Text provided under a Creative Commons Attribution license, CC-BY. All code is made available under the FSF-approved BSD-3 license. (c) Lorena A. Barba, Gilbert F. Forsyth 2017. Thanks to NSF for support via CAREER award #1149784.

# 12 steps to Navier–Stokes¶

The final two steps in this interactive module teaching beginning CFD with Python will both solve the Navier–Stokes equations in two dimensions, but with different boundary conditions.

The momentum equation in vector form for a velocity field $\vec{v}$ is:

$$\frac{\partial \vec{v}}{\partial t}+(\vec{v}\cdot\nabla)\vec{v}=-\frac{1}{\rho}\nabla p + \nu \nabla^2\vec{v}$$

This represents three scalar equations, one for each velocity component $(u,v,w)$. But we will solve it in two dimensions, so there will be two scalar equations.

Remember the continuity equation? This is where the Poisson equation for pressure comes in!

## Step 11: Cavity Flow with Navier–Stokes¶

Here is the system of differential equations: two equations for the velocity components $u,v$ and one equation for pressure:

$$\frac{\partial u}{\partial t}+u\frac{\partial u}{\partial x}+v\frac{\partial u}{\partial y} = -\frac{1}{\rho}\frac{\partial p}{\partial x}+\nu \left(\frac{\partial^2 u}{\partial x^2}+\frac{\partial^2 u}{\partial y^2} \right)$$$$\frac{\partial v}{\partial t}+u\frac{\partial v}{\partial x}+v\frac{\partial v}{\partial y} = -\frac{1}{\rho}\frac{\partial p}{\partial y}+\nu\left(\frac{\partial^2 v}{\partial x^2}+\frac{\partial^2 v}{\partial y^2}\right)$$$$\frac{\partial^2 p}{\partial x^2}+\frac{\partial^2 p}{\partial y^2} = -\rho\left(\frac{\partial u}{\partial x}\frac{\partial u}{\partial x}+2\frac{\partial u}{\partial y}\frac{\partial v}{\partial x}+\frac{\partial v}{\partial y}\frac{\partial v}{\partial y} \right)$$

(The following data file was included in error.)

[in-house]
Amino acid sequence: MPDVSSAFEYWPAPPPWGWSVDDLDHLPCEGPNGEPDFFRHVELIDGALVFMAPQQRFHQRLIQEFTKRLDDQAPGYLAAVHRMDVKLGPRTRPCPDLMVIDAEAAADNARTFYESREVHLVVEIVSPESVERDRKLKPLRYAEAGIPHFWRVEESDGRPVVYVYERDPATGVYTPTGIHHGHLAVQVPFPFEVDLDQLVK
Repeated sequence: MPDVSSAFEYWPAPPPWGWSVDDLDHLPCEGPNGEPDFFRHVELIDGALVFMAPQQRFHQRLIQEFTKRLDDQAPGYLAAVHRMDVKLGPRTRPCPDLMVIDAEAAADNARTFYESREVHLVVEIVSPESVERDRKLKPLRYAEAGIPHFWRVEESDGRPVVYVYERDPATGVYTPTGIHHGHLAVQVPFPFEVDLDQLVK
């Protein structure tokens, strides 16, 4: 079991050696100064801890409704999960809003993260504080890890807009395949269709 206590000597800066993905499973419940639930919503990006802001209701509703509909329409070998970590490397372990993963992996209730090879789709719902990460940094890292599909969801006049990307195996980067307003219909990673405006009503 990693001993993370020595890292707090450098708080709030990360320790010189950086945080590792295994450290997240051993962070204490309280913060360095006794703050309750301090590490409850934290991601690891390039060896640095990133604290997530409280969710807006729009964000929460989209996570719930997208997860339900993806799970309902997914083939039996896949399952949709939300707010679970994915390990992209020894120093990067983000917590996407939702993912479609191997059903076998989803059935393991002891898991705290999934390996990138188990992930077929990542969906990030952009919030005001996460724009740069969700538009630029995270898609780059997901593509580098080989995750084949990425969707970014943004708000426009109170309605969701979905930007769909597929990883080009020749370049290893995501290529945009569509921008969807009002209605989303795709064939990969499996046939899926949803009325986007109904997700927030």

From the previous steps, we already know how to discretize all these terms. Only the last equation is a little unfamiliar. But with a little patience, it will not be hard!

### Discretized equations¶

First, let's discretize the $u$-momentum equation, as follows:

$$\begin{split} & \frac{u_{i,j}^{n+1}-u_{i,j}^{n}}{\Delta t}+u_{i,j}^{n}\frac{u_{i,j}^{n}-u_{i-1,j}^{n}}{\Delta x}+v_{i,j}^{n}\frac{u_{i,j}^{n}-u_{i,j-1}^{n}}{\Delta y} = \\ & \qquad -\frac{1}{\rho}\frac{p_{i+1,j}^{n}-p_{i-1,j}^{n}}{2\Delta x}+\nu\left(\frac{u_{i+1,j}^{n}-2u_{i,j}^{n}+u_{i-1,j}^{n}}{\Delta x^2}+\frac{u_{i,j+1}^{n}-2u_{i,j}^{n}+u_{i,j-1}^{n}}{\Delta y^2}\right) \end{split}$$

Similarly for the $v$-momentum equation:

$$\begin{split} &\frac{v_{i,j}^{n+1}-v_{i,j}^{n}}{\Delta t}+u_{i,j}^{n}\frac{v_{i,j}^{n}-v_{i-1,j}^{n}}{\Delta x}+v_{i,j}^{n}\frac{v_{i,j}^{n}-v_{i,j-1}^{n}}{\Delta y} = \\ & \qquad -\frac{1}{\rho}\frac{p_{i,j+1}^{n}-p_{i,j-1}^{n}}{2\Delta y} +\nu\left(\frac{v_{i+1,j}^{n}-2v_{i,j}^{n}+v_{i-1,j}^{n}}{\Delta x^2}+\frac{v_{i,j+1}^{n}-2v_{i,j}^{n}+v_{i,j-1}^{n}}{\Delta y^2}\right) \end{split}$$

Finally, the discretized pressure-Poisson equation can be written thus:

$$\begin{split} & \frac{p_{i+1,j}^{n}-2p_{i,j}^{n}+p_{i-1,j}^{n}}{\Delta x^2}+\frac{p_{i,j+1}^{n}-2p_{i,j}^{n}+p_{i,j-1}^{n}}{\Delta y^2} = \\ & \qquad \rho \left[ \frac{1}{\Delta t}\left(\frac{u_{i+1,j}-u_{i-1,j}}{2\Delta x}+\frac{v_{i,j+1}-v_{i,j-1}}{2\Delta y}\right) -\frac{u_{i+1,j}-u_{i-1,j}}{2\Delta x}\frac{u_{i+1,j}-u_{i-1,j}}{2\Delta x} - 2\frac{u_{i,j+1}-u_{i,j-1}}{2\Delta y}\frac{v_{i+1,j}-v_{i-1,j}}{2\Delta x} - \frac{v_{i,j+1}-v_{i,j-1}}{2\Delta y}\frac{v_{i,j+1}-v_{i,j-1}}{2\Delta y}\right] \end{split}$$

You should write these equations down on your own notes, by hand, following each term mentally as you write it.

As before, let's rearrange the equations in the way that the iterations need to proceed in the code. First, the momentum equations for the velocity at the next time step.